Results for tag: Jesus Montero
Posted by: Pinstriped Bible on Jul 26, 2010 at 05:23:28 PM

Having been forced to the sidelines when the best pitcher on the trade market went to Texas, the Yankees were again outbid, at least in someone's perception, for the second-best. In a trade that has been almost universally panned by the cognoscenti (baseballscenti?), the Diamondbacks picked up Joe Saunders, a let-‘em-hit-it lefty who will only be as good as his defense and his luck, as well as an undistinguished middle relief candidate, a 20-year-old lefty starter whose stuff suggests a future at the back of a rotation, and a player to be named -- widely assumed to be 2009 supplemental first-round pick Tyler Skaggs, a teenage lefty with a big curve ball. He’s far enough away that what he turns out to be is anyone’s guess, but his stuff is currently

Posted by: Pinstriped Bible on Jul 16, 2010 at 02:49:32 PM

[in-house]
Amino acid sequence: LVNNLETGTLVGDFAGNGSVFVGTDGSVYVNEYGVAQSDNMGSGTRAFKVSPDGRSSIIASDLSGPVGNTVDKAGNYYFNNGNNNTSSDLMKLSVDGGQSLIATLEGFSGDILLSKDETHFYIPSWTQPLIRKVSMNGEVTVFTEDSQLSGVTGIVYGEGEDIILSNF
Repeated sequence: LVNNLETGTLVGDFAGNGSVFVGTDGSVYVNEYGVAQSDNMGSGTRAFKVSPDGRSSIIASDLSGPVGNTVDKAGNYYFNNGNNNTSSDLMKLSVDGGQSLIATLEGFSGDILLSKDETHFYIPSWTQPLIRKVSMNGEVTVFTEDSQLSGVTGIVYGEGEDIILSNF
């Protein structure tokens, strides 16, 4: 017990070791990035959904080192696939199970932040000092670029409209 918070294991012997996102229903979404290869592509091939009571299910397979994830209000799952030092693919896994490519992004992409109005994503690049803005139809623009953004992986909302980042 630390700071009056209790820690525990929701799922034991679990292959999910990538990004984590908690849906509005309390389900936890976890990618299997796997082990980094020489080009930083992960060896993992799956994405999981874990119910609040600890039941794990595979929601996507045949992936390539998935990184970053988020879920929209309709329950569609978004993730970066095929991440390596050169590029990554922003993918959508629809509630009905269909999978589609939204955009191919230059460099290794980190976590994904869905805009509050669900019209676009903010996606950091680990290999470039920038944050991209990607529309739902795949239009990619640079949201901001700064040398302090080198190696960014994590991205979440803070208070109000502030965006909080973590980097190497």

It’s only nine games, but Thursday night’s 3-for-4 with a home run and a walk against Toledo boosts Jesus Montero’s rates for the month to .333/.488/.567. More importantly, if my figurin’ is right, since the beginning of June, he’s hit .295/.372/.519 with 10 doubles, two triples, and five home runs. It’s not the .337/.389/.562 of last season, but it’s headed in the right direction. I might have suggested that the near-trade to Seattle for Cliff Lee played in role in Montero’s awakening, but he was already on his way before the Yankees dangled him over the Safeco Field abyss.

It seems spectacularly unlikely that Montero will get any real Major League action this year given that he’s not on the 40-man roster, and that’s certainly

Posted by: Pinstriped Bible on Jul 9, 2010 at 08:59:37 PM


I’m a bit reluctant to come down on a guy without knowing all the details, but if the Yankees had an agreement in principal and then the Mariners backed out because they were “concerned about David Adams’ ankle,” as Joel Sherman (who has been all over this story like yellow feathers on Big Bird) reported, then Jack Zduriencik is without honor. First of all, just how severe an ankle injury was it? Was his foot separated from his leg? Hell, was it such a high sprain that his head was separated from his neck? Short of something really radical like that, an ankle injury seems like too transient a cause to derail a trade. In addition, the Yankees had other infielders

Posted by: Pinstriped Bible on Jun 28, 2010 at 10:16:21 PM